This is my first post of 2014! I had so many big plans for posts: Christmas Tips for Lazy Parents, How to Alienate Family and Friends in Ten Easy Steps, 2003-2013 The Years in Review, My New-Years UnResolutions, etc.
I think I’ve lost my blogging mojo. It’s hard to work up the enthusiasm to write long, well-written tomes with good photographs that get about three page views (Hi Dave!) when I can toss up a pithy one-liner on Facebook and get 37 likes.
But, oh blogging, I can’t quit you. You are my first love. I started blogging before I was on Twitter, before I was on Facebook. And blogging is mine. My posts belong to me, not Mark Zuckerberg (I’ll bet you didn’t know this, but all of your Facebook posts are the intellectual property of Facebook).
And while I enjoy the pithy one-liners, and while I can work a classroom like nobody’s business, blogging is the real window into my soul. A glimpse into my heart and my sick and twisted and confused little mind. I tend to think I’m blogging into the abyss, and then someone I barely know comes up to me and grabs my arm and says, “Thank you for that last post.”
We live in an age that is polished as hell. I was feeling pretty damn proud of the simple little birthday cake I made for Oscar’s 5th birthday when another woman who I follow on Facebook posted a picture of the Pinterest-worthy, flawless, marzipan-covered cake she had made for her daughter’s birthday. I admit it, I seethed with jealousy and rage. Then Oscar said, “This is the Best. Cake. Ever!” and I thought, if it’s good enough for Oscar, it’s good enough for me.
The key to making a five-year-old happy is sprinkles. Lots and lots of sprinkles.
People post pictures of their lattes, their shoes, their sushi, their 3-year-olds who play the piano and recite French poetry, their cats, their clean kitchens, and their delightfully retro and ironic baby nurseries. I know I’ve whined about this before, but my babies never had nurseries, damn it. And I own like two pairs of shoes that you will never see pictures of.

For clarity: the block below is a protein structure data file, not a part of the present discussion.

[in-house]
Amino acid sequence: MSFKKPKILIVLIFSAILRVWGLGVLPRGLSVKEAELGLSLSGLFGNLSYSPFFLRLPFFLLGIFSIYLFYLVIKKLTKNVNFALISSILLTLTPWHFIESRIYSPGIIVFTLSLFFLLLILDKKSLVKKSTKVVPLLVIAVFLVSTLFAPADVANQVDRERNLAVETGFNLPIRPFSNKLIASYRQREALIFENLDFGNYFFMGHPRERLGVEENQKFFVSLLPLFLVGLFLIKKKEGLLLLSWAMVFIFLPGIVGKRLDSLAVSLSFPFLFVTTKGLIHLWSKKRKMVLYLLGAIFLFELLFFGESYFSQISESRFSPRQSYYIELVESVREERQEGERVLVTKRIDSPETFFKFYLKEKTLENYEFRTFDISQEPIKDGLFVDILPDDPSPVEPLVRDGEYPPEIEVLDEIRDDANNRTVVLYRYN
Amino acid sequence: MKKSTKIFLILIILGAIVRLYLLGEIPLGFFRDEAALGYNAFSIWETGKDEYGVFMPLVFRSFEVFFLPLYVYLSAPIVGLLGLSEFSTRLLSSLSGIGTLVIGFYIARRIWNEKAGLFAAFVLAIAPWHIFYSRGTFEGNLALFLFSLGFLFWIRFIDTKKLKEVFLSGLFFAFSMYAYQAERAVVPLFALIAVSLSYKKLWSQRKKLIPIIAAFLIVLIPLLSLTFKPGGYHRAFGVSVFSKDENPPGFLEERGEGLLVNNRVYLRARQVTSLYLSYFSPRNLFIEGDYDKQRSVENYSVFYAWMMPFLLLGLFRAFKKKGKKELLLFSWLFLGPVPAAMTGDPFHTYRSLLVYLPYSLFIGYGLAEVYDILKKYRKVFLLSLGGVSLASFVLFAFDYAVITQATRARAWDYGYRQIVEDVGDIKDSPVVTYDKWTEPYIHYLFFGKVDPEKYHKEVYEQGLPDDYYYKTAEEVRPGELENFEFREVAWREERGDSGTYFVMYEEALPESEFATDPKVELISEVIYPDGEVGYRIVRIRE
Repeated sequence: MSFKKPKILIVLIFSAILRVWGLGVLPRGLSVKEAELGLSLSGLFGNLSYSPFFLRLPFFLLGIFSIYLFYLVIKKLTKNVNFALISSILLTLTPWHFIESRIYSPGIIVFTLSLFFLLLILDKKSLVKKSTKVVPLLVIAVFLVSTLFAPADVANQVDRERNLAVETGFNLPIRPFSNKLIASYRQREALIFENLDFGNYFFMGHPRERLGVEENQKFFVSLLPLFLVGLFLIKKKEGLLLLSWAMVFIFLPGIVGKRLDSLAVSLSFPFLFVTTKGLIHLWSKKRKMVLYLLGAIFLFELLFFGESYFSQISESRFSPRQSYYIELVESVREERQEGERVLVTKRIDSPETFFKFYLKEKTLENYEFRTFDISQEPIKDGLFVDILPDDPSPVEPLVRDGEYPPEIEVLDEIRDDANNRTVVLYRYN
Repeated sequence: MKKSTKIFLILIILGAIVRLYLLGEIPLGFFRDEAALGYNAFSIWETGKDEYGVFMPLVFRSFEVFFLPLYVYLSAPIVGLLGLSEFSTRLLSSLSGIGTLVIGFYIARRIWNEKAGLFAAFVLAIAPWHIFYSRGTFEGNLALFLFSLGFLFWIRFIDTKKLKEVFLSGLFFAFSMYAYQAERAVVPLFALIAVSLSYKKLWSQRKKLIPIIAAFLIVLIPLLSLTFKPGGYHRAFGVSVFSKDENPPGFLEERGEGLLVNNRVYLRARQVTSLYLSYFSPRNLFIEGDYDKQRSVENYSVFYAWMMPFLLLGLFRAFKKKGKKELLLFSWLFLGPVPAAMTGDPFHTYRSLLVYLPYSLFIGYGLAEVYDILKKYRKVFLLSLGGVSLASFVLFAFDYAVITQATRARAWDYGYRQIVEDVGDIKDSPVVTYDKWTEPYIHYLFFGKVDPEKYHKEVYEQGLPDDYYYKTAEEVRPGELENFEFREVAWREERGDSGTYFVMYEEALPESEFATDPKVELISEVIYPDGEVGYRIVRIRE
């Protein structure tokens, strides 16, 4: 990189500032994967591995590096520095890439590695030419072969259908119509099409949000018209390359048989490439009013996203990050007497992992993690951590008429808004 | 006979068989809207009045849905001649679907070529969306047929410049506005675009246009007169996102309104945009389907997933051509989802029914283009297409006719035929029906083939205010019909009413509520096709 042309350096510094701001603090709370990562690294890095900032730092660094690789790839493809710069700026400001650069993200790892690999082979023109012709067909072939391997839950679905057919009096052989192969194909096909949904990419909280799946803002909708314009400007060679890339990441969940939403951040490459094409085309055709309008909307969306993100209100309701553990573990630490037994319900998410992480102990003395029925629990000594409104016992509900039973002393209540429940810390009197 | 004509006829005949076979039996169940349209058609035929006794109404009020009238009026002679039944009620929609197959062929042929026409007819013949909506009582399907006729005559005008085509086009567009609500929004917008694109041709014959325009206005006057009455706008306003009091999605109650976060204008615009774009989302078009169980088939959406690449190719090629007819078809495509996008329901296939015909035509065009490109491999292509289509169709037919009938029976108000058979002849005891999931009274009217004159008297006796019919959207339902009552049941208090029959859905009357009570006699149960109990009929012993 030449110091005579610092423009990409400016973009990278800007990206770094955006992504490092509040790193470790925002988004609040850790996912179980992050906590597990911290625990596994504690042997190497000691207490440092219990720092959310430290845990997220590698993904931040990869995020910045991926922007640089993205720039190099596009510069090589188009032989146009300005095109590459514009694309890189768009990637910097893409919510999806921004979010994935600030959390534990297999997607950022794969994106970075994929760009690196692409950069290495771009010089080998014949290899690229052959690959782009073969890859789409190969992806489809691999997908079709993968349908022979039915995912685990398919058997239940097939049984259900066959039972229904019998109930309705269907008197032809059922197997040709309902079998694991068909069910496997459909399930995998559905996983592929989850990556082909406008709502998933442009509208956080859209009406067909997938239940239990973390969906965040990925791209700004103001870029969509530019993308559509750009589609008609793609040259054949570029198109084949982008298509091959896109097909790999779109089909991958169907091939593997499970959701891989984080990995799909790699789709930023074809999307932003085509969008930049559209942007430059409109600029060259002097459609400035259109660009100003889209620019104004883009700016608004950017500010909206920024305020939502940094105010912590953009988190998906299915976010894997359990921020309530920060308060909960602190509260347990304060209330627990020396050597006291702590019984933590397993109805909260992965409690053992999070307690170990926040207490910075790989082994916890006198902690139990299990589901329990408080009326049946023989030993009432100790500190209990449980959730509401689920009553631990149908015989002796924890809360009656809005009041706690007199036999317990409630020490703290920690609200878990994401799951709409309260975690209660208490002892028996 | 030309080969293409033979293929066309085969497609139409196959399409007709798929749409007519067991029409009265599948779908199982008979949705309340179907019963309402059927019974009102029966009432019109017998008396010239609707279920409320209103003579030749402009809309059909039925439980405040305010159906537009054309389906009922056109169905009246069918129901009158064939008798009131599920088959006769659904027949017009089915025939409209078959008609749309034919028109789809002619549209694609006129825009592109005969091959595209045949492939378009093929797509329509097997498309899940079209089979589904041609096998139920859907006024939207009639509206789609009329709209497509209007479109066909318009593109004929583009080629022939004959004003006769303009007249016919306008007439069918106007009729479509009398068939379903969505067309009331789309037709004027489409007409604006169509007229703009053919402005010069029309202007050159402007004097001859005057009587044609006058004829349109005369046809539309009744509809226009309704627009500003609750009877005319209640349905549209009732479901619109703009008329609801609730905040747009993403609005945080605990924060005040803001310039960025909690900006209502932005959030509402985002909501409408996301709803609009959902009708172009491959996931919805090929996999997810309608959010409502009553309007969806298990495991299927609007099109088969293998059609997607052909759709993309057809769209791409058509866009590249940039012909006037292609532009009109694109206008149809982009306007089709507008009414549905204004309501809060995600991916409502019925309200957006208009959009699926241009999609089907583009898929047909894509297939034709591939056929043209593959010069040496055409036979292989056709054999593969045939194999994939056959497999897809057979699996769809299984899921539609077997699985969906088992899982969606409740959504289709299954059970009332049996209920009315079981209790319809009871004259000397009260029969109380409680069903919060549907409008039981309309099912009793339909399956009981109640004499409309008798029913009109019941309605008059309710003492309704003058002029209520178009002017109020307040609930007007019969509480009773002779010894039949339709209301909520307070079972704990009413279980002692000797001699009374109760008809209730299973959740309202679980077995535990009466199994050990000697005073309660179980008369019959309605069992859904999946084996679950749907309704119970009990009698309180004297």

So I’ve decided that I have to keep this blog alive for one and only one purpose: to give you a glimpse into the life of someone who does not live a perfect and polished life. I eat whatever the hell I want, read the most random assortment of crap, and spend ungodly amounts of time on the internet. I try to be a good mom and a good teacher and sometimes a good writer but mostly I fail miserably (please don’t tell me in the comments that I am good at any of these things. I’m not fishing for compliments. Really. I DO NOT WANT COMPLIMENTS). Cuz see? It’s okay to fail. I kind of like that about myself. I like that when I was complaining about being tired and disorganized one of my students said, “You are the only professor I have who acts like a real person.” I like the idea of becoming the poster child for the unpolished, the uncool, the frantic and the hopeless.
Reader, we can be friends because I’m never a threat. Your outfits will always be cuter than mine. Your parties will always be more fun. Your glasses more hip. Your coffee more expensive. Your house will always be bigger and cleaner and more ironically decorated. Your Instagram more instagramy. That’s okay. I like that about our relationship. I like that I can be a candle in the window for the secret and hidden imperfect ones among us.
One of my favorite concepts is wabi-sabi, which is a Japanese phrase that means nothing lasts, nothing is finished, and nothing is perfect. It’s supposed to evoke a sense of serene melancholy. That is my job. I will try to do it imperfectly and not very well.
And now a picture of my daughter with her dolls and a random plastic bug.